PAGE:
The land hemisphere, sometimes capitalised as the Land Hemisphere, is the hemisphere on the Earth containing the largest possible area of land. It is centered on Coordinates: (in île Dumet near Saint-Nazaire, France) or on (in the city of Nantes, France). The other half of the Earth is the water hemisphere.
The land hemisphere has just under seven-eighths of the land on the Earth, including Europe, Africa, North America, nearly all of Asia and most of South America. Europe is at the center of the land hemisphere. However, even in the land hemisphere, the ocean area still exceeds the land area (albeit only slightly). Thus, there is currently no hemisphere of Earth where the land area is larger than the ocean area. 29.2% of the Earth's surface is currently dry land, so should more than 85.6% of that land be covered by a single hemisphere, that hemisphere would be predominantly land. Previous supercontinents, such as Rodinia, likely represented land-dominated hemispheres.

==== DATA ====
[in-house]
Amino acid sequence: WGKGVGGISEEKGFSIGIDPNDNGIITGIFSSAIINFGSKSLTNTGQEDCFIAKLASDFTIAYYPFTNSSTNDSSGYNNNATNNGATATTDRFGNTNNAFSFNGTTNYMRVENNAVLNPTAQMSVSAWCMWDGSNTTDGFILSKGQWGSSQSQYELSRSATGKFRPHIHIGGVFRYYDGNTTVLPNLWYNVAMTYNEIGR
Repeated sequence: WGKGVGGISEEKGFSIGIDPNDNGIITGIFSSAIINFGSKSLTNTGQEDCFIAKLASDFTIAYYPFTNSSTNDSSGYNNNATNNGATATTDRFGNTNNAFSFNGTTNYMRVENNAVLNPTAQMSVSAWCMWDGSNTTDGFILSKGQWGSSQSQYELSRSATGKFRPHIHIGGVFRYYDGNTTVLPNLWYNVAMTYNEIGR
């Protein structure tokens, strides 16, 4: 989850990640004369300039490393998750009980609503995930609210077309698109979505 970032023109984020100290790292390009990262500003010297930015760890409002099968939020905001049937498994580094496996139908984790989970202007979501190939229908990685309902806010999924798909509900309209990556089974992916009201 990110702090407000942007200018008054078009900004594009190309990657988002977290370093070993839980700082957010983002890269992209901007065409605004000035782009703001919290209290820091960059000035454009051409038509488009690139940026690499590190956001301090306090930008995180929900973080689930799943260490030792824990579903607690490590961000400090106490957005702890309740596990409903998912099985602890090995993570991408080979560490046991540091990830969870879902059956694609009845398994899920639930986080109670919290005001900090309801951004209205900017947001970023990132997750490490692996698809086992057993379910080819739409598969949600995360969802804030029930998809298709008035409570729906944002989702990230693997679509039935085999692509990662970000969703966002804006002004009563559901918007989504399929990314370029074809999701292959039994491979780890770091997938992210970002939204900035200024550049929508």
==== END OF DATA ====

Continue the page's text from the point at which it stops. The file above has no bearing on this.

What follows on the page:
- Berget, Alphonse (1913). Répartition géographique des Océans (détermination du pôle continental). 10 (in french) V. Annales de l'Institut océanographique.
- (French) L’île Dumet : le nombril du monde
- Boggs, Samuel Whittemore (December 1945). "This Hemisphere". Journal of Geography 44 (9): 345–355. doi:10.1080/00221344508986498.
- Pidwirny, Michael (2006) "The Greenhouse Effect". Fundamentals of Physical Geography, 2nd Edition
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